'Candy Cane Case' Questions Children's First Amendment Rights

A school district in Plano, Texas, has battled a case for eight years that raises the question: Does an elementary school student have a First Amendment right to free speech?

The school district has made an appeal, and arguments were heard this morning by all 17 judges on the Fifth Circuit Court of Appeals.

Morgan v. Plano Independent School District, more commonly known as the "candy cane case," involves several students who were denied their free speech rights and discriminated against because their speech was religious in nature.

"Everyone who is a parent or grandparent or just cares about the future of this country should be concerned," Kelly Shackelford, CEO and president of Liberty Institute, says. "If this court rules that elementary students have no First Amendment rights, then neither students nor their parents will have any recourse against religious discrimination, [which has] occurred in this case. It would be a massive shift of power away from citizens and families to the government."

The case started eight years ago when then 8-year-old Jonathan Morgan was banned from handing out candy cane pens to his classmates because a poem about Jesus was attached. The school district also threatened a young girl for handing out tickets after school to a religious play and forbade an entire class of students from writing "Merry Christmas" on holiday cards to American troops serving overseas. They even called the police on a mother who protested the punishing of her daughter, whose "Jesus" pencils were seized.

"The argument that the school officials are making is that it's perfectly OK to engage in hostile religious discrimination against kids for speech they're engaging in during their own free time," says Hiram Sasser, one of the main attorneys on the case.

Sasser is the director of litigation for Liberty Institute, which represents the students in this case. He says the results of the case will have a great impact on the nation because if his party loses, it will change a precedent that has been set for decades.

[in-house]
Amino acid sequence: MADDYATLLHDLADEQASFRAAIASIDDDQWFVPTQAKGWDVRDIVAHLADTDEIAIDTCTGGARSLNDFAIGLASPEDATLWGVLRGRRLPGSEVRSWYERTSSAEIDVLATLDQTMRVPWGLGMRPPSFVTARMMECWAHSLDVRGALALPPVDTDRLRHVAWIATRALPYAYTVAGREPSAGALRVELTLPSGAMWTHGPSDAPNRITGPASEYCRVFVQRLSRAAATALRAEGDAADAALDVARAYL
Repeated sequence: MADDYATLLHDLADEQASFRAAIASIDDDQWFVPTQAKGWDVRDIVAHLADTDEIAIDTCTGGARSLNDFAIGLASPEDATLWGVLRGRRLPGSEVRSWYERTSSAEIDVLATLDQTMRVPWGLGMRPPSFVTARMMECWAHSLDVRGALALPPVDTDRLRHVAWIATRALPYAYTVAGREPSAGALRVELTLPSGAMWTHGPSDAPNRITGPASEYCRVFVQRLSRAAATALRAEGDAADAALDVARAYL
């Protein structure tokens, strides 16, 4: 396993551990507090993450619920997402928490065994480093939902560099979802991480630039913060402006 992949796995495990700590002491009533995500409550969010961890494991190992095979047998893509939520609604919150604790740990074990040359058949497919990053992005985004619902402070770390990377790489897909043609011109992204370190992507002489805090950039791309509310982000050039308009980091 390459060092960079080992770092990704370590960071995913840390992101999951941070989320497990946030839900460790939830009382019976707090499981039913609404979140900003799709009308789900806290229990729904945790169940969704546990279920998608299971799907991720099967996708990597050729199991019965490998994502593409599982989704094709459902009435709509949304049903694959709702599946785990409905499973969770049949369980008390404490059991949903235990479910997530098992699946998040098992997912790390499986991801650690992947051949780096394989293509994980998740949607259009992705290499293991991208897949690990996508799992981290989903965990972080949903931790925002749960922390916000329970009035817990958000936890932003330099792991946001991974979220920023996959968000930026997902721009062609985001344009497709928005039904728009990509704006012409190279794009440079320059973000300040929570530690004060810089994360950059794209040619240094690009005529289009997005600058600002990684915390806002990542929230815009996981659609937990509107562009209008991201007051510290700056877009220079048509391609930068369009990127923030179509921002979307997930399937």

"It's been clearly established law for decades that government officials are not allowed to discriminate against speech because it's religious in nature," Sasser explains. "Every court has always declared that the worst violation against the Constitution is discriminating against speech because you don't like what the person is expressing—in this case, religious viewpoints.

"If we lose, it will be a massive change in the law authorizing school officials to intentionally discriminate against students who say something religious, even in their free time when they're not bothering or disturbing anybody."

This case is bringing up not only what rights elementary school children have, but also people with special needs. According to Sasser, the Association of Retarded Citizens is concerned for its members who have the IQ of an elementary school child.

Liberty Institute is asking for prayers that the judges would rule in their favor—which means the law would stay the same—and the Plano school district would not have the right to censor children's speech because of its religious nature.

Liberty Institute has partnered with two former U.S. Solicitors General to help them argue on the students' behalf: Paul Clement (who will also represent the U.S. House of Representatives in its effort to uphold the Defense of Marriage Act), and Kenneth Starr, president of Baylor University.

The school district has appealed multiple times and can take their case to the U.S. Supreme Court if the Fifth Circuit Court of Appeals rules against them. Arguments were heard at 10 a.m. CST, and Sasser predicts the verdict will be take between six and nine months.

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